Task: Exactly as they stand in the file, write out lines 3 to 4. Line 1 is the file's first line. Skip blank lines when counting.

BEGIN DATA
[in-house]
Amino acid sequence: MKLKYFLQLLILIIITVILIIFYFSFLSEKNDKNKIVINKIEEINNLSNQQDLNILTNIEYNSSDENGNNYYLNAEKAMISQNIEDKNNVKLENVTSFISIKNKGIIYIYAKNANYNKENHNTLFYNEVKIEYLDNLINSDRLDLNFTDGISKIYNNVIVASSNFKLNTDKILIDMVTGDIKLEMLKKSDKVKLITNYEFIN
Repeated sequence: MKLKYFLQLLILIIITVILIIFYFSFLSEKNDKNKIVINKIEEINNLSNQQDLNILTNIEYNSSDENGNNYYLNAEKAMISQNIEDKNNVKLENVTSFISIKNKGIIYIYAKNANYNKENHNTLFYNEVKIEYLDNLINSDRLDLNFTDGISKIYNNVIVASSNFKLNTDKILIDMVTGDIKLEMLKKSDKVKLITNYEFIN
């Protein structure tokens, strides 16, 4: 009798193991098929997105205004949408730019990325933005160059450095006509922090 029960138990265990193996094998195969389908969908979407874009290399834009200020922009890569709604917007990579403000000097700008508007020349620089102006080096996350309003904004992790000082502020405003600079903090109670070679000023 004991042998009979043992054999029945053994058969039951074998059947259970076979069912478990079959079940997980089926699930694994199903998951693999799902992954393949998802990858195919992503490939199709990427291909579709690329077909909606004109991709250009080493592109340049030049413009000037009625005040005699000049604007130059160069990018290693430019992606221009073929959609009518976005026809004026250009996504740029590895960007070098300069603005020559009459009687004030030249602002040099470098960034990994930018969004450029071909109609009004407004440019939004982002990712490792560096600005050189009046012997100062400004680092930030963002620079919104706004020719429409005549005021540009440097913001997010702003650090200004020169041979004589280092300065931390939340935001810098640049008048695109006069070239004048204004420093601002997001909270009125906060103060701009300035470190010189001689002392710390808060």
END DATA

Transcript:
Repeated sequence: MKLKYFLQLLILIIITVILIIFYFSFLSEKNDKNKIVINKIEEINNLSNQQDLNILTNIEYNSSDENGNNYYLNAEKAMISQNIEDKNNVKLENVTSFISIKNKGIIYIYAKNANYNKENHNTLFYNEVKIEYLDNLINSDRLDLNFTDGISKIYNNVIVASSNFKLNTDKILIDMVTGDIKLEMLKKSDKVKLITNYEFIN
């Protein structure tokens, strides 16, 4: 009798193991098929997105205004949408730019990325933005160059450095006509922090 029960138990265990193996094998195969389908969908979407874009290399834009200020922009890569709604917007990579403000000097700008508007020349620089102006080096996350309003904004992790000082502020405003600079903090109670070679000023 004991042998009979043992054999029945053994058969039951074998059947259970076979069912478990079959079940997980089926699930694994199903998951693999799902992954393949998802990858195919992503490939199709990427291909579709690329077909909606004109991709250009080493592109340049030049413009000037009625005040005699000049604007130059160069990018290693430019992606221009073929959609009518976005026809004026250009996504740029590895960007070098300069603005020559009459009687004030030249602002040099470098960034990994930018969004450029071909109609009004407004440019939004982002990712490792560096600005050189009046012997100062400004680092930030963002620079919104706004020719429409005549005021540009440097913001997010702003650090200004020169041979004589280092300065931390939340935001810098640049008048695109006069070239004048204004420093601002997001909270009125906060103060701009300035470190010189001689002392710390808060």